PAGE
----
Data Analytics is now starting to be applied in large scale management of energy supply and usage.
An example is the Energy Management Operation Centre set up by the New York Power Authority in Albany, NY, monitoring the actual, real time usage of over 3,000 public buildings in the state of NY.
Each building provides real time data to the centre and all data are analysed by a tool provided by the Colleges of Nanoscale Science and Engineering, NYEM; reports from data analytics are fed back to each building manager to finely tune energy utilisation aiming at a 20% reduction of the energy bill by 2020.
The monitoring helps in cutting cost and reducing CO2 emission, suggests preventive maintenance and, interestingly, is seen as a way to increase jobs in the green energy field: by sharing state wide energy data SMEs can offer new services (developing new applications) both to the State and to companies taking care of building management. Another facet of the data economy. The data analytics tool is also expected to be used in the private sector.
NY State is not alone. In other parts of the world policy makers are at work defining rules to decrease energy usage and the first step is monitoring what is going on, which means collecting data and analysing them.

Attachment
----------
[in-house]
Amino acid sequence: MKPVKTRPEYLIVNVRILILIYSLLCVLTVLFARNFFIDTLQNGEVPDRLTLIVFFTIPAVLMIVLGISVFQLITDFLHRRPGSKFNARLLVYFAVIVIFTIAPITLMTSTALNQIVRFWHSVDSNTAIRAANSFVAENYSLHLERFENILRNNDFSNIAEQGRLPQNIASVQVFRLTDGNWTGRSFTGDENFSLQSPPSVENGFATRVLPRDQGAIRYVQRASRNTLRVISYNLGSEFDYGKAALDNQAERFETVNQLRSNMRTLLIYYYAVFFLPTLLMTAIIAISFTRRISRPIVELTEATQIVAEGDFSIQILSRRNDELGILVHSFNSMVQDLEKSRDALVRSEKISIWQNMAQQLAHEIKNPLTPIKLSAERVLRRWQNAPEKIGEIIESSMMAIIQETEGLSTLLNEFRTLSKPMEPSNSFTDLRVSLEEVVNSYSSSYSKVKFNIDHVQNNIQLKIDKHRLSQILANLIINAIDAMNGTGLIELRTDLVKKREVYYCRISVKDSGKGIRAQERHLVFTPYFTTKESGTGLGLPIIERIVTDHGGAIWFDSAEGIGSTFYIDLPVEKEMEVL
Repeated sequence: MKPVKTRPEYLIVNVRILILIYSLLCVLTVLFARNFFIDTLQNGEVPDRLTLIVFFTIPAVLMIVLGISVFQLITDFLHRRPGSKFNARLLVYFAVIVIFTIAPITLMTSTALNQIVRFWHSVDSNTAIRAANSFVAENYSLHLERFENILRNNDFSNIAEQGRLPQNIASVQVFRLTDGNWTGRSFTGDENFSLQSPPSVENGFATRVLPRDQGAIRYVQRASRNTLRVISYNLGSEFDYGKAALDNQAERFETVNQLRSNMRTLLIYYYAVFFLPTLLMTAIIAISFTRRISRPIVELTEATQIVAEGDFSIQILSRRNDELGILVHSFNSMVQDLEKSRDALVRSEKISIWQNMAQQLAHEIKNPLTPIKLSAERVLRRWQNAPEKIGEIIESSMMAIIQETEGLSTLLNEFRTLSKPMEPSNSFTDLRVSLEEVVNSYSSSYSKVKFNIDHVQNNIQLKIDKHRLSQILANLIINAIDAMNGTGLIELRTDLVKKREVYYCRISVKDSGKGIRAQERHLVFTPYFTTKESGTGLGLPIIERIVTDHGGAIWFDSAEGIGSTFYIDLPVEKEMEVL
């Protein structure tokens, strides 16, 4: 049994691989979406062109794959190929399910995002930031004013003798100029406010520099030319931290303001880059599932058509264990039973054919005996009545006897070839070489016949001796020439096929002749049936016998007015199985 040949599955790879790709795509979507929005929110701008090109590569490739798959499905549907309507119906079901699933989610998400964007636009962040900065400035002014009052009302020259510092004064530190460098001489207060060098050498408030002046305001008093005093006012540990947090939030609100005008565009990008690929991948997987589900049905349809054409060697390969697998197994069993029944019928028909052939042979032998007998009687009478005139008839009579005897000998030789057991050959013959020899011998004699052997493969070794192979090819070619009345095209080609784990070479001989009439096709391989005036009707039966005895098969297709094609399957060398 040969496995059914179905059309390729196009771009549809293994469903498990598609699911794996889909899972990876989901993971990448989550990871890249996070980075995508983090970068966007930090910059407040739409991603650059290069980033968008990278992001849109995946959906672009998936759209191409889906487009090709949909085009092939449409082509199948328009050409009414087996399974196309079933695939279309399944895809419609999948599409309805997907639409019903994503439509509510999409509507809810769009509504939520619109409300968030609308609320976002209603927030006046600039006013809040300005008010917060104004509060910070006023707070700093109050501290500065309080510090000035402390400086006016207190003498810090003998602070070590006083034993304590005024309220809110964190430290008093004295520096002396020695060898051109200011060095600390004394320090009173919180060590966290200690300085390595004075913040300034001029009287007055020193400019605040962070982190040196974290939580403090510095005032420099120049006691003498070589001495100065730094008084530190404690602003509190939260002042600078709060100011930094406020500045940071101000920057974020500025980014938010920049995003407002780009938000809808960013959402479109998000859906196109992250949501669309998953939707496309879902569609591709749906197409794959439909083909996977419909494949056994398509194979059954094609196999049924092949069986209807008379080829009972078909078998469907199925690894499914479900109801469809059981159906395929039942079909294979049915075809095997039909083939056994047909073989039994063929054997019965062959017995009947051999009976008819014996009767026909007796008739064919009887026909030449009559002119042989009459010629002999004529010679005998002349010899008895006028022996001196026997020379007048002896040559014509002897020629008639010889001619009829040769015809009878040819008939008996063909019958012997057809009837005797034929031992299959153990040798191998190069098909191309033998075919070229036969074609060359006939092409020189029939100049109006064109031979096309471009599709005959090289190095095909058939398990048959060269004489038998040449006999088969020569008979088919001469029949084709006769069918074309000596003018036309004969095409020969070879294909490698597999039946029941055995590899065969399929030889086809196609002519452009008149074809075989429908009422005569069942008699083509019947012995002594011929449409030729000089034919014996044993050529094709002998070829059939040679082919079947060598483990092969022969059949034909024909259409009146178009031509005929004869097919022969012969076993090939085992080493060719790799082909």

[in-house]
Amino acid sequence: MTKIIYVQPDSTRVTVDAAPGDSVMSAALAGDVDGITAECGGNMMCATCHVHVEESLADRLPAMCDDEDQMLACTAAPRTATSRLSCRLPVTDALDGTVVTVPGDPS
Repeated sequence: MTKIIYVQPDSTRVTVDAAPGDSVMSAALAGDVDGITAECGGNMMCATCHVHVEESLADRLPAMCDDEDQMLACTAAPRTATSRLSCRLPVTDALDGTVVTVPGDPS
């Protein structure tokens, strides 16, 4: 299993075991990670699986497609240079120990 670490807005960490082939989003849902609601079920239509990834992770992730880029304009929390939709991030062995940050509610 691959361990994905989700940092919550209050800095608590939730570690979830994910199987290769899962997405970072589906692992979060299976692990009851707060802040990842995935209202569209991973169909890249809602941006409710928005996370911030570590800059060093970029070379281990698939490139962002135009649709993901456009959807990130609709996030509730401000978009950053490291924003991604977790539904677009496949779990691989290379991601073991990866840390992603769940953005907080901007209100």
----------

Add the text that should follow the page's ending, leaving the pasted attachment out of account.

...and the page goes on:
In Singapore since April 2013 the Energy Conservation Act (politicians are not really physicist, energy is always conserved, no matter what you do...) requires major energy users, basically industries (that in Singapore account for 50% of power consumption) to monitor energy use and share the data.
Interesting information can be found in a series of studies by ENEL, the Italian Power Company, analysing energy usage in cities based on monitoring data, including Berlin, Rio de Janeiro, San Francisco, Santiago de Chile, Shanghai, Stockholm, Turin. Again they show how data help in reducing power consumption, CO2 emission, energy spending and provide potential for economic growth.